Author note contains acknowledgment of special circumstances.
|2. Abstract||Problem under investigation;
Participants or subjects; specifying pertinent characteristics; in animal research, include genus and species
Findings, including effect sizes and confidence intervals and/or statistical significance levels;
Conclusions and the implications or applications
|3. Introduction||The importance of the problem;
Review of relevant scholarship;
Specific hypotheses and objectives;
How hypotheses and research design relate to one another
|Participant characteristics||Eligibility and exclusion criteria;
Major demographic characteristics as well as important topic-specific characteristics.
|Sampling procedures||Procedures for selecting participants;
Settings and locations where data were collected;
Agreements and payments made to participants;
Institutional review board agreements, ethical standards met, safety monitoring
|Sample size, power, and precision||Intended sample size;
Actual sample size;
How sample size was determined
|Measures and covariates||Definitions of all primary and secondary measures and covariates;
Methods used to collect data;
Methods used to enhance the quality of measurements;
Information on validated or ad hoc instruments created for individual studies
|Research design||Whether conditions were manipulated or naturally observed;
Type of research design.
|Participant flow||Total number of participants;
Flow of participants through each stage of the study
|Recruitment||Dates defining the periods of recruitment and repeated measurements or follow-up|
|Statistics and data |
|Information concerning problems with statistical assumptions and/or data distributions that could affect the validity of findings;
Missing data, etc.
Statistical software program, if specialized procedures were used
Report any other analyses performed,
|Ancillary analyses||Discussion of implications of ancillary analyses for statistical error rates.|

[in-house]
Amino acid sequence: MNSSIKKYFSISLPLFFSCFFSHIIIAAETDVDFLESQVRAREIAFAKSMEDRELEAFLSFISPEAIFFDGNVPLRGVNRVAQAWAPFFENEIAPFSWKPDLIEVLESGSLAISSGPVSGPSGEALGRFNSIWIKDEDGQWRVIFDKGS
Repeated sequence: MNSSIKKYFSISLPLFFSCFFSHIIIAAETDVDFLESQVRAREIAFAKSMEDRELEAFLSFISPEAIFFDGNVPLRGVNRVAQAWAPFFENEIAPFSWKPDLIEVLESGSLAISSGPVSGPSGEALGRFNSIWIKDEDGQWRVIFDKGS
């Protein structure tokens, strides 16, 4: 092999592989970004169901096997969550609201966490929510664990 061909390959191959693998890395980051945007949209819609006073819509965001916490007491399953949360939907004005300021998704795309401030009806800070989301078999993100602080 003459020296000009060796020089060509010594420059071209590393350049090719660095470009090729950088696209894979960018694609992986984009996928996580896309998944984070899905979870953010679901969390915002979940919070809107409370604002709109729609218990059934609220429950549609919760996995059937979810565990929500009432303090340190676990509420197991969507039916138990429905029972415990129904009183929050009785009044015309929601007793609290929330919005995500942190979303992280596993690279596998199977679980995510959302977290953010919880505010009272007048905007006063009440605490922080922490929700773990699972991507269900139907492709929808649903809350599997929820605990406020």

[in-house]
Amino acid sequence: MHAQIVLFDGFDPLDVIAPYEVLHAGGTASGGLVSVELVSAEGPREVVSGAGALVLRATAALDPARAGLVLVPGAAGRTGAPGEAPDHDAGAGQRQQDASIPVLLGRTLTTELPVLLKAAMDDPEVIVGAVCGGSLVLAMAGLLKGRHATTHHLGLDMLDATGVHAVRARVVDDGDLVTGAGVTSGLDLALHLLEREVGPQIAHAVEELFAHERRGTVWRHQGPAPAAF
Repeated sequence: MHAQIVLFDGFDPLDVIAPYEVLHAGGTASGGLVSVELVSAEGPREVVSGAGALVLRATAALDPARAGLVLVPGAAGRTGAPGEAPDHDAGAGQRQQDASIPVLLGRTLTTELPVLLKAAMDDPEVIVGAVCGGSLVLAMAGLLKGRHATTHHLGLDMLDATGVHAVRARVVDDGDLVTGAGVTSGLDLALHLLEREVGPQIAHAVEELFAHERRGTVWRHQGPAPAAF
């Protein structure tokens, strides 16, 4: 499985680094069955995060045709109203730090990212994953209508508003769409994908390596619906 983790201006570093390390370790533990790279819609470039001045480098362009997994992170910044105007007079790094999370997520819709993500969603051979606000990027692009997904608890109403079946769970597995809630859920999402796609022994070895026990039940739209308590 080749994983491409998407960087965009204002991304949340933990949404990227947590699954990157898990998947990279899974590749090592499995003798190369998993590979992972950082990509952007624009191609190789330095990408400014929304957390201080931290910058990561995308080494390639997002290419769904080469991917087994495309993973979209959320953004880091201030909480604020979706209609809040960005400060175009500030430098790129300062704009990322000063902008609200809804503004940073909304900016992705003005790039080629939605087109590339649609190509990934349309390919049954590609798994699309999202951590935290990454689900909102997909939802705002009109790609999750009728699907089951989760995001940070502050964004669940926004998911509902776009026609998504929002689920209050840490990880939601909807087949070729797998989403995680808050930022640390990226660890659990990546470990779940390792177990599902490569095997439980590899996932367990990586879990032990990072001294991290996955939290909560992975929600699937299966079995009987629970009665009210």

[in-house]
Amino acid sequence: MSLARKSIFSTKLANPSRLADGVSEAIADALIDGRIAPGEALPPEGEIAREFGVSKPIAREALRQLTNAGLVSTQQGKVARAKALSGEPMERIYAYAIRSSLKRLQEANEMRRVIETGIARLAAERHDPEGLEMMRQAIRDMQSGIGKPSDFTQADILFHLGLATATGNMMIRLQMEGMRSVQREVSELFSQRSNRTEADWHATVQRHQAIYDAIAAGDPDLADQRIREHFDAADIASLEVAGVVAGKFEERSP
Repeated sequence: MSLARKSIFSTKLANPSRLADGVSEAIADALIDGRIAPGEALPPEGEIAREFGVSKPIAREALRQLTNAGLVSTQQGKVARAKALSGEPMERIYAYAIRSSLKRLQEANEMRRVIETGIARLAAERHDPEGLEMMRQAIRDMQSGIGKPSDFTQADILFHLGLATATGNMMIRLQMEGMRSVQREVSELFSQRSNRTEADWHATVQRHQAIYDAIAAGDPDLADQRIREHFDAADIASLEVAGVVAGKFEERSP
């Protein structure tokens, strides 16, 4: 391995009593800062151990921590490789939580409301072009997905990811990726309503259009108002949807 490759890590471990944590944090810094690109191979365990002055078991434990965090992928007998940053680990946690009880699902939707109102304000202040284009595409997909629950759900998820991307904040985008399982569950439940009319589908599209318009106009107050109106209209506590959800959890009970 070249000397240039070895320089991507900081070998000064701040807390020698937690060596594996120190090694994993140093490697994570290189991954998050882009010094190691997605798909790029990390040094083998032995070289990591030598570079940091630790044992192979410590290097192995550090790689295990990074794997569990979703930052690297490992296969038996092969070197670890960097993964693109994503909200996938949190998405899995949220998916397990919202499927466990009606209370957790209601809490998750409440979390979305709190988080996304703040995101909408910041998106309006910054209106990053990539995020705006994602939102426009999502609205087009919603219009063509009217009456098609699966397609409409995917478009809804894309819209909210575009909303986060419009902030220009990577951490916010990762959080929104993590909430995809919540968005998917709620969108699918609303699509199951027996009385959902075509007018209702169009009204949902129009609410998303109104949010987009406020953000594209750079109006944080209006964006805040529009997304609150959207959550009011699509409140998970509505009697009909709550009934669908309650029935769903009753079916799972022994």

|6. Discussion||Statement of support or nonsupport for all original hypotheses;
Similarities and differences between the results and work of others
Interpretation of the results;
Generalizability (external validity) of the findings;
Discussion of implications for future research, program, or policy.
Other commonly used frameworks for research questions include the SPIDER (Sample, Phenomenon of Interest, Design, Evaluation, Research type) and CLIP (Client group, Location of provided service, Improvement/Information/Innovation, Professionals) frameworks. Aside from helping researchers properly structure research questions, these frameworks also help refine research results and improve the focus of data analysis.
The following research question examples can further guide researchers on properly constructing a research question.
Example no. 1
Bad: How does social media affect people’s behavior?
Good: What effect does the daily use of YouTube have on the attention span of children aged under 16?
The first research question is considered bad because of the vagueness of “social media” as a concept and the question’s lack of specificity. A good research question should be specific and focused, and its answer should be discovered through data collection and analysis. You can also hone your ability to construct well-worded and specific research questions by improving reading skills.
Example no. 2
Bad: Has there been an increase in childhood obesity in the US in the past 10 years?
Good: How have school intervention programs and parental education levels affected the rate of childhood obesity among 1st to 6th-grade students?
In the second example, the first research question is not ideal because it’s too simple, and it’s easily answerable by a “yes” or “no.” The second research question is more complicated; to answer it, the researcher must collect data, perform in-depth data analysis, and form an argument that leads to further discussion.
Developing the right research question is a critical first step in the research process. The key points outlined below should help researchers in the pursuit: